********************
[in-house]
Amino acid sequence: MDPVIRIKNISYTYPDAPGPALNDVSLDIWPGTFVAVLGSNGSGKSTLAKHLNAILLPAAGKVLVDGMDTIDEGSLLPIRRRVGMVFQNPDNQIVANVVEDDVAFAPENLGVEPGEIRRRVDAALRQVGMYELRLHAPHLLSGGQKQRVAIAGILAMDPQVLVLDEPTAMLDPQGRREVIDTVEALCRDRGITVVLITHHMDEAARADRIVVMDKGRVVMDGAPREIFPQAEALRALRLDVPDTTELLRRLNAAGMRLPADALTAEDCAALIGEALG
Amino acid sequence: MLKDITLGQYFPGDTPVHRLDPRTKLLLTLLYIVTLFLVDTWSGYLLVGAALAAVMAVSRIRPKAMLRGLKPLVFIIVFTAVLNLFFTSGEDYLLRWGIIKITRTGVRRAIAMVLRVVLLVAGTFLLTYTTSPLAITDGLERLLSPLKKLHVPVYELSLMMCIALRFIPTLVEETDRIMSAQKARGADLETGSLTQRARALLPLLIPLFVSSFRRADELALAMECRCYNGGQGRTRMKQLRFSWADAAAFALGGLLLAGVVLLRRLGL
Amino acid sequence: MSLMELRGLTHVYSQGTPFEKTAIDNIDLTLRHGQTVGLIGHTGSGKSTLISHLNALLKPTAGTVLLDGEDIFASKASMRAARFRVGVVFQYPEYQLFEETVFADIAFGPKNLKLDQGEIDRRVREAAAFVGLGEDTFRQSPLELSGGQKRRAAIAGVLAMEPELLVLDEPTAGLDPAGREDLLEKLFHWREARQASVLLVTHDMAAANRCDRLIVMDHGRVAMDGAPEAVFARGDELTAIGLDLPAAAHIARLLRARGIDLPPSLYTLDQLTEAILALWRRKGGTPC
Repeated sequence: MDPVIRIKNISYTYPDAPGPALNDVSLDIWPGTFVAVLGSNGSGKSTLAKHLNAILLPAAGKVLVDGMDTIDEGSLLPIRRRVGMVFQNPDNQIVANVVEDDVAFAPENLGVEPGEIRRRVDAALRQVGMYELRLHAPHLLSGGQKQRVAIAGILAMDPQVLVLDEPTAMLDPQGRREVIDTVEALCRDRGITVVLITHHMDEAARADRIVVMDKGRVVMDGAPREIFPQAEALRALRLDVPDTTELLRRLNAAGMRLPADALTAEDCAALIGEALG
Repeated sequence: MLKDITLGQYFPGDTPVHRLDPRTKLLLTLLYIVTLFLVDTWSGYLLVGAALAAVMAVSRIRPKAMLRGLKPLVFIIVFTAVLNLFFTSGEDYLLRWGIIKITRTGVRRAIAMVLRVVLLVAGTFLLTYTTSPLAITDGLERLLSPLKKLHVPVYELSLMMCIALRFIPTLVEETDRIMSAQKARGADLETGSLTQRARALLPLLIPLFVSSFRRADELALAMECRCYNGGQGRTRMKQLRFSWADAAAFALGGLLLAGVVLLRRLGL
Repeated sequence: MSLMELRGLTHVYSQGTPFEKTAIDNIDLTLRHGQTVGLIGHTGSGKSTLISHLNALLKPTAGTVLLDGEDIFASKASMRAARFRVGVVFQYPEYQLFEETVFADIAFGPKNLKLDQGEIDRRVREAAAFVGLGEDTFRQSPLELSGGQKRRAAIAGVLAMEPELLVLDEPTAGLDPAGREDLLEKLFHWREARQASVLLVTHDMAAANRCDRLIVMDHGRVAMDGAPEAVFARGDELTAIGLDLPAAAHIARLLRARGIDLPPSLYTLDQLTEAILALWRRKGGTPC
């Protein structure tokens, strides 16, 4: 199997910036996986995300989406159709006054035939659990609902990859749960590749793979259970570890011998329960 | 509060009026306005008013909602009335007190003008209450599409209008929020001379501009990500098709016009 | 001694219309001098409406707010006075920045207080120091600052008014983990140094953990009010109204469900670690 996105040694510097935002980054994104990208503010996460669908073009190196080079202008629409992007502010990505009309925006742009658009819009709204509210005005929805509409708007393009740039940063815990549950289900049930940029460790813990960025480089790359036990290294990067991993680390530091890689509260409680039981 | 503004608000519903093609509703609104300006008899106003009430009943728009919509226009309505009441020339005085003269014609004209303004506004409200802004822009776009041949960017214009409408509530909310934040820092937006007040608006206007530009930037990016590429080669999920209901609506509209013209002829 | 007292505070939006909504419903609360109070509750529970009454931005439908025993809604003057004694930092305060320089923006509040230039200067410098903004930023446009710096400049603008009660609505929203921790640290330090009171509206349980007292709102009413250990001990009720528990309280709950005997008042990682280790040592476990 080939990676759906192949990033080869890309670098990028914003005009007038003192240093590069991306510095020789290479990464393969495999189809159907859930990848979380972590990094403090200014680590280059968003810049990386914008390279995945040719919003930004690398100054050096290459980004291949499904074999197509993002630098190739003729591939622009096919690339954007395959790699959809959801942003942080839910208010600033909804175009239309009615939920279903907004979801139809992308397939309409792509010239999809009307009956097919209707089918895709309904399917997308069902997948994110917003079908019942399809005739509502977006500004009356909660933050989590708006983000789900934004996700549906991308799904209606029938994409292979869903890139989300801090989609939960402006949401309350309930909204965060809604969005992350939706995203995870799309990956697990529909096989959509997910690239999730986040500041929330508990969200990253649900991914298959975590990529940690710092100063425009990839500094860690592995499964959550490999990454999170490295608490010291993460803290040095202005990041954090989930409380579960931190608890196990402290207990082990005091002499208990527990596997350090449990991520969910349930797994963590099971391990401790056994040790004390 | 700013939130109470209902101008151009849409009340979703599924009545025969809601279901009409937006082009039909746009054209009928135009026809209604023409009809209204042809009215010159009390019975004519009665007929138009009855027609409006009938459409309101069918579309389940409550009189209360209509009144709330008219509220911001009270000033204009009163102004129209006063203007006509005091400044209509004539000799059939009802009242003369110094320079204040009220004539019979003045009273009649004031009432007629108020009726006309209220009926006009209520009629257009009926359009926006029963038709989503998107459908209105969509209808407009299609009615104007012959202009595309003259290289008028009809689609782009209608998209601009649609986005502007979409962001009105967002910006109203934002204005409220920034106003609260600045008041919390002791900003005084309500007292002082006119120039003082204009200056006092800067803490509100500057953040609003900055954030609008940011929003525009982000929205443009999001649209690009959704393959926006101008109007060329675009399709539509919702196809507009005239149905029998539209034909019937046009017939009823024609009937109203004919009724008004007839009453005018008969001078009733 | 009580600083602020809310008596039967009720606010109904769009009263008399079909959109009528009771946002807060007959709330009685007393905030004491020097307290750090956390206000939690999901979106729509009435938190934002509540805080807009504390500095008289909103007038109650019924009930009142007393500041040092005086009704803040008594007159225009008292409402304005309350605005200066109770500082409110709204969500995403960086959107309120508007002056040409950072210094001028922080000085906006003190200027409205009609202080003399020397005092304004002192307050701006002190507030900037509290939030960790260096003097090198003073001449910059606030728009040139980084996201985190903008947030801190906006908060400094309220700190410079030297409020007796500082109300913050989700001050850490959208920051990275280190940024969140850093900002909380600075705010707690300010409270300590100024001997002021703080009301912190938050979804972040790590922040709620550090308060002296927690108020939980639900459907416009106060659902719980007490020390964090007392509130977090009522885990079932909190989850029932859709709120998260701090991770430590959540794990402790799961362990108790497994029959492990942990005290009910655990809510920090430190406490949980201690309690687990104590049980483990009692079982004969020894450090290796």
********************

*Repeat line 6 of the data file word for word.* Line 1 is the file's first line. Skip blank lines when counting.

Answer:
Repeated sequence: MLKDITLGQYFPGDTPVHRLDPRTKLLLTLLYIVTLFLVDTWSGYLLVGAALAAVMAVSRIRPKAMLRGLKPLVFIIVFTAVLNLFFTSGEDYLLRWGIIKITRTGVRRAIAMVLRVVLLVAGTFLLTYTTSPLAITDGLERLLSPLKKLHVPVYELSLMMCIALRFIPTLVEETDRIMSAQKARGADLETGSLTQRARALLPLLIPLFVSSFRRADELALAMECRCYNGGQGRTRMKQLRFSWADAAAFALGGLLLAGVVLLRRLGL